Flight and freedom: Chinese fugitives and the Spanish colonial state in the nineteenth-century Philippines

Jely A. Galang


This paper examines the lives and circumstances of Chinese fugitives who were arrested and imprisoned for violating certain policies related to registration, taxation, and migration in the nineteenth-century Philippines. Using previously unutilized archival source materials, this work explores the dynamic interactions between these outlaws and the Spanish colonial state set against the evolving colonial bureaucratic apparatus of the period as well as the increasing number and physical mobility of the Chinese within the islands. On the one hand, the paper probes the government’s view on flight and its punitive actions against fugitives, the factors within the state apparatus that enabled escapes to occur, and the actors and processes involved in capturing runaways. On the other hand, it deals with the fugitives themselves by describing and analyzing their profiles, motivations and the subtle means they used, the geo-spatial factors, and the socioeconomic networks within and beyond the Chinese community, which the authorities suspected to have aided their escape. An investigation into these themes highlights how Chinese offenders responded to the government’s various forms of social control by fleeing from the authorities. This work argues that whilst the state considered fugitives as economic saboteurs, the fugitives themselves employed flight as a necessary and pragmatic means to evade the state’s restrictive and exploitative policies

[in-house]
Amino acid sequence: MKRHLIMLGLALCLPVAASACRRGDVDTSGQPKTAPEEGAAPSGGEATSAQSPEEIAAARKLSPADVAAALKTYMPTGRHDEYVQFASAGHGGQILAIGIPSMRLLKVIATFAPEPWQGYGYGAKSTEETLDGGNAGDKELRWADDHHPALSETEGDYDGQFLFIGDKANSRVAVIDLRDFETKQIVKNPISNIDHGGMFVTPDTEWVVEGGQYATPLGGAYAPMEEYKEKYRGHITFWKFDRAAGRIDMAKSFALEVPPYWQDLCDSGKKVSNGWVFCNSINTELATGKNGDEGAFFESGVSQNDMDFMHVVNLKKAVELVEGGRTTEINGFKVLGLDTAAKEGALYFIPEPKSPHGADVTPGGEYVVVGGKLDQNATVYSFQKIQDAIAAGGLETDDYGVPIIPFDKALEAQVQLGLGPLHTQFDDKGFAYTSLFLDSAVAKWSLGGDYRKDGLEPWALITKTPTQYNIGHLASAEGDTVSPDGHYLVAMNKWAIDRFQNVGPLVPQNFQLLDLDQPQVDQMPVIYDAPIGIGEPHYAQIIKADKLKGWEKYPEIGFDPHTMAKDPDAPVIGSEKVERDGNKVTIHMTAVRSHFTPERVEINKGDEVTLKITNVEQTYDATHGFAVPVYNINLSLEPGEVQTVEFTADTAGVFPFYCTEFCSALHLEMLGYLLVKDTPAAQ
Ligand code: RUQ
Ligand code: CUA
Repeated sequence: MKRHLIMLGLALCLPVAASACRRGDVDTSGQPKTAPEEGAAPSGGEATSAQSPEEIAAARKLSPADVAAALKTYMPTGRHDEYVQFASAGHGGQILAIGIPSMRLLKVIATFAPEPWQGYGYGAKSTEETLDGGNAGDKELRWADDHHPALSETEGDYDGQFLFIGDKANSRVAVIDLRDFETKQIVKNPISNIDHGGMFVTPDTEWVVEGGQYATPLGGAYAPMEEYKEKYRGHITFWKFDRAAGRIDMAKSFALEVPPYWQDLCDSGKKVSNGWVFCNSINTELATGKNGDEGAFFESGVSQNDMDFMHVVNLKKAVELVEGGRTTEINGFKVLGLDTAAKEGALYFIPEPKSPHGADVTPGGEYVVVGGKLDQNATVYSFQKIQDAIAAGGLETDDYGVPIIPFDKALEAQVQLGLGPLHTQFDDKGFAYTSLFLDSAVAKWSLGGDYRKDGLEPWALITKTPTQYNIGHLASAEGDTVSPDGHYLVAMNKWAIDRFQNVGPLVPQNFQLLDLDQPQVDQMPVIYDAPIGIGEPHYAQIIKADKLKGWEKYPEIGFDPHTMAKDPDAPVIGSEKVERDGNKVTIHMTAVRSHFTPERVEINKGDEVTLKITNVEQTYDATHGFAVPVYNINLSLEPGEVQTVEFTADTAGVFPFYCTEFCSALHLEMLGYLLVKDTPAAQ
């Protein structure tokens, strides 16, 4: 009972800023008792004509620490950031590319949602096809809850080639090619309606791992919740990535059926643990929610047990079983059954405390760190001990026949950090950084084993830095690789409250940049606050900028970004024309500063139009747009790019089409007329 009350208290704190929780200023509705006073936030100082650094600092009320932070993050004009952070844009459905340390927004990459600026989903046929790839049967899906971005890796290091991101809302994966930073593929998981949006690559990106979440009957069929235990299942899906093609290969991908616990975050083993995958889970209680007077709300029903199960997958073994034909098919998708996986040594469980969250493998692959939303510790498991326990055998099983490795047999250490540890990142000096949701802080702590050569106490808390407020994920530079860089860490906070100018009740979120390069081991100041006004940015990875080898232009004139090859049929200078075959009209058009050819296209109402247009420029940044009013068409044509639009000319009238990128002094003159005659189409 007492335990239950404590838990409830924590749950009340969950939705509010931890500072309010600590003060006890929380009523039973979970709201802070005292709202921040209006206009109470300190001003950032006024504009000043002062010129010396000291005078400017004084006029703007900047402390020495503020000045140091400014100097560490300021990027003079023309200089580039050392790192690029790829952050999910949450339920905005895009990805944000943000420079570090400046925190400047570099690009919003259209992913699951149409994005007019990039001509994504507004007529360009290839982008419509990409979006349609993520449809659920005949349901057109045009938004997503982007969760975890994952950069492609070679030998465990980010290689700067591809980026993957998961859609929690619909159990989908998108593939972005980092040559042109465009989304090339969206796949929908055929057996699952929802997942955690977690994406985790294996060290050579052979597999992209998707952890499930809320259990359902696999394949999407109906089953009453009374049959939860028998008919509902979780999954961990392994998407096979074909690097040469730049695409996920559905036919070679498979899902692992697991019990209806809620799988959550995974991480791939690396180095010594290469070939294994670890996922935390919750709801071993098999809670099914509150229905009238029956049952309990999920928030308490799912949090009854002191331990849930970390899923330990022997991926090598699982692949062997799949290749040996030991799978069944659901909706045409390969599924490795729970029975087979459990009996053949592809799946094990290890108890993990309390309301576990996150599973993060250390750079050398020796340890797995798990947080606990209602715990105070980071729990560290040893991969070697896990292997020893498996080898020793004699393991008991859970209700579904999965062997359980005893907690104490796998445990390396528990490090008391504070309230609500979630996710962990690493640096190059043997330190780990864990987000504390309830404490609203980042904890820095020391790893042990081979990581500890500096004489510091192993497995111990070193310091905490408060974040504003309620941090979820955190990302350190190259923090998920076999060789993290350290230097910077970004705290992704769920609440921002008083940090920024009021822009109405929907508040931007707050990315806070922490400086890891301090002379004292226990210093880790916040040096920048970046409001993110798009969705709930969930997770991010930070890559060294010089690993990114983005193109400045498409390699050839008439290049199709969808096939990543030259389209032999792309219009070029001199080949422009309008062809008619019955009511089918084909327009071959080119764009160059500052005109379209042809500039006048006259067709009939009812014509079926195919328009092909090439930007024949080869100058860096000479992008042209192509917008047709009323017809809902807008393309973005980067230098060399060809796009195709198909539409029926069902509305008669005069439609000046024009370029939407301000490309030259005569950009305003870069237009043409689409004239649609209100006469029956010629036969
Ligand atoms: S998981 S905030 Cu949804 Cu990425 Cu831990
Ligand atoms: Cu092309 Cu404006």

Chinese, fugitives, flight, criminality, Philippine history

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